The digital age offers a unique opportunity to revitalize democratic processes in Pakistan


At a multi-stakeholder consultation was organized by PILDAT under the project on September 14, 2023, participants were able to examine the digital landscape of Pakistan, emphasizing the potential and pitfalls of digital communication in promoting democratic processes. Historical revolutions were explored that shaped governance, the current state of digital democracy and the implications for Pakistan’s future.

A panelist stated that when we consider the progression of human civilization, we can highlight three major revolutions in communication: the advent of writing, which birthed empires; the printing press, ushering in nation-states and democracy; and the digital communication era. This ongoing digital revolution is fundamentally reshaping our understanding of governance, democracy, and civil engagement.

Another panelist stated that Digital communication has democratized information dissemination, transforming vertical communication channels that persisted for millennia into horizontal ones. This paradigm shift empowers citizens in unprecedented ways, from crowdfunded initiatives to real-time feedback on government processes, such as budget allocations and census data. Additionally, e-governance initiatives promote transparency and offer citizens greater access to parliamentary proceedings.

Challenges in the Digital Landscape were also discussed at the consultation. Despite its promise, the digital age presents significant hurdles such as:

Digital and Linguistic Divides: Limited internet access, with only 36.7% of Pakistanis connected, and language barriers hinder comprehensive digital engagement;

Digital Literacy: As the digital space grows, the propagation of misinformation and disinformation becomes rampant. The need for digital literacy – discerning genuine sources from false ones – becomes paramount;

Online Threats: The digital realm has become a hotbed for hate speech, harassment, especially against women, and threats that dampen democratic participation;

Legislative Challenges: Current legislation, such as the prevention of electronic crimes, often targets dissenting voices rather than providing security;

The Digital Space and Democratic Legitimacy: While platforms like TikTok dominate Pakistan’s digital space, Twitter remains the primary channel for political discourse, albeit controlled by the elite. Gender disparities and geographical digital divides further skew the representation. However, with increasing connectivity, more voices are emerging, demanding a safer and more inclusive digital sphere;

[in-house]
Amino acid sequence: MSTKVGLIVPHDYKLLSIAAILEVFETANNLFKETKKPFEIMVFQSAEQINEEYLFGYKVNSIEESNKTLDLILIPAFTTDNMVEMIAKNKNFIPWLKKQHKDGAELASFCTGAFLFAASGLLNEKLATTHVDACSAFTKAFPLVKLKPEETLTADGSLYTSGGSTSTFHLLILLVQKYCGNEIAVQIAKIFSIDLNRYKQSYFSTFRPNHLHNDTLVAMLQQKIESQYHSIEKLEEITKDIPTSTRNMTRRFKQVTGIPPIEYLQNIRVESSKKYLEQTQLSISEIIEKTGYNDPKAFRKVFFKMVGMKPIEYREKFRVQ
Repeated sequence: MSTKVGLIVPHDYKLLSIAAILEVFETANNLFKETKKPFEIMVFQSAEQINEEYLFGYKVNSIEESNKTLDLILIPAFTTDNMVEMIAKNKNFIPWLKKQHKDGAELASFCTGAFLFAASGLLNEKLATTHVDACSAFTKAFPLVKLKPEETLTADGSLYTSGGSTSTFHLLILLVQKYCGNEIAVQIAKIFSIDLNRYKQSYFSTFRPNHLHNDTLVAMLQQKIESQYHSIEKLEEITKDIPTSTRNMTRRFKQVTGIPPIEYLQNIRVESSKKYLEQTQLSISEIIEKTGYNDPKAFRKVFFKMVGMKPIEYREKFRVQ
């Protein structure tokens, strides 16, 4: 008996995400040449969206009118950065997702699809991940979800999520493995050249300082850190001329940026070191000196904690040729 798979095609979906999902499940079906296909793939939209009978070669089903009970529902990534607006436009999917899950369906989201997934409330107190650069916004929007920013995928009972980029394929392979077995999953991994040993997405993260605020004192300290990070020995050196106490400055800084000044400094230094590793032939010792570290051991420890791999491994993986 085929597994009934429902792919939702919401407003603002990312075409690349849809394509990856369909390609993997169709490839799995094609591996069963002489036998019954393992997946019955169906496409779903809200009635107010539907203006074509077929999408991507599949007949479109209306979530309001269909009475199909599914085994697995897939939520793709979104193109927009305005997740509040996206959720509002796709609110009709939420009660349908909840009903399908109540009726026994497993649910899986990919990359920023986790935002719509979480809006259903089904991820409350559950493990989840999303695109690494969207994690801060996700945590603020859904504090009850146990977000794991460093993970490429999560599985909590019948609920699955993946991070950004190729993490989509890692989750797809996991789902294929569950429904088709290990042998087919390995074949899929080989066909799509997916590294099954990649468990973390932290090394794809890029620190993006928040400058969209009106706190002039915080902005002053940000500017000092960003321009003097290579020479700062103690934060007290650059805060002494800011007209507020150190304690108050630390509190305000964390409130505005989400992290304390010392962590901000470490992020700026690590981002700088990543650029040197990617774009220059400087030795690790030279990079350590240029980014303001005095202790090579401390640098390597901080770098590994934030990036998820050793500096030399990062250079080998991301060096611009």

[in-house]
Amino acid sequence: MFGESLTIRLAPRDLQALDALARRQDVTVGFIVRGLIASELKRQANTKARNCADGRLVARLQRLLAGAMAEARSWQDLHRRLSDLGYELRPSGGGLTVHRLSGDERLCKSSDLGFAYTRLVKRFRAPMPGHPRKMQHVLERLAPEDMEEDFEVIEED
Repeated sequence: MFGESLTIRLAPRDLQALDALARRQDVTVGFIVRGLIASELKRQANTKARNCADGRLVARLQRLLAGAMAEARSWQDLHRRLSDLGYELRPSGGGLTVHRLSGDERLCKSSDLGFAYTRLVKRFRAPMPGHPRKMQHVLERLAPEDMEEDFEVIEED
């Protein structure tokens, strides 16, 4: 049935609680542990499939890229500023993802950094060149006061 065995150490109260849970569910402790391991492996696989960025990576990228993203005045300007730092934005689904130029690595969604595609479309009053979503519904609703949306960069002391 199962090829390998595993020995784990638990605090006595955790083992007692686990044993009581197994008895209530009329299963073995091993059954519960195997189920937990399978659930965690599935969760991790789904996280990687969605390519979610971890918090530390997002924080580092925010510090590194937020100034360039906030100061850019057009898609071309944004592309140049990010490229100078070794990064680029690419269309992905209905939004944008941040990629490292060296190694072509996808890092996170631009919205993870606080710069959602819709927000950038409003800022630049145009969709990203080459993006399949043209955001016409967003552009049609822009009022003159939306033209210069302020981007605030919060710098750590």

Media Freedom and Regulation: The state’s tightening grip on media freedom, particularly through misuse of legislation, stifles critical voices, making the fight against misinformation even more challenging. The need is for co-regulation, ensuring the media’s autonomy while maintaining accountability;

The Role of Digital Spaces in Elections: Although social media’s influence on elections is undeniable, it is essential to differentiate its impact from other political factors. A dearth of credible information on electoral processes on digital platforms further fuels misinformation.

Key specific Recommendations that emerged from the consultation and the research by PILDAT can be summed up as follows:

  1. Promotion of Digital Literacy: Incorporate digital literacy into curricula, ensuring youth are equipped to navigate online spaces.
  2. Legislative Reforms: Amend sections of current laws that target journalists, human rights defenders and women, ensuring protection rather than persecution.
  3. Strengthening Democratic Institutions: Foster respect for democratic norms and institutions, vital for the digital age’s successful integration.
  4. Capacity Building: In this information age, it is also crucial to build the capacity of fact-checking through the use of reliable websites and other sources.

The digital age offers a unique opportunity to revitalize democratic processes in Pakistan. By addressing current challenges and capitalizing on digital platforms’ strengths, Pakistan can foster a more inclusive, transparent and robust democratic system. A total of 32 representatives of the stake holders attended the session. 15 attendees were the representative of the Civil Society, 06 from the Academia, 2 members of the Senate of Pakistan and 9 members of the media attended the session.